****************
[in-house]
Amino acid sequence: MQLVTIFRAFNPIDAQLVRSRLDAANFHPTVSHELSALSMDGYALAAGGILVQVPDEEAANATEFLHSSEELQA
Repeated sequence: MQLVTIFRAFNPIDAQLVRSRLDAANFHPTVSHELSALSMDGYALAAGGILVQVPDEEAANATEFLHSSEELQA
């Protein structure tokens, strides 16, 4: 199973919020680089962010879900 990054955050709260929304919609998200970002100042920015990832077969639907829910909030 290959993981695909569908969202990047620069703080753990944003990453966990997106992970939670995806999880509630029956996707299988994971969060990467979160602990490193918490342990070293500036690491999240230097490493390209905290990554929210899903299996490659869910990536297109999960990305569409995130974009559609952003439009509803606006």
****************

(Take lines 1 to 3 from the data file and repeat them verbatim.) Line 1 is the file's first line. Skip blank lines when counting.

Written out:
[in-house]
Amino acid sequence: MQLVTIFRAFNPIDAQLVRSRLDAANFHPTVSHELSALSMDGYALAAGGILVQVPDEEAANATEFLHSSEELQA
Repeated sequence: MQLVTIFRAFNPIDAQLVRSRLDAANFHPTVSHELSALSMDGYALAAGGILVQVPDEEAANATEFLHSSEELQA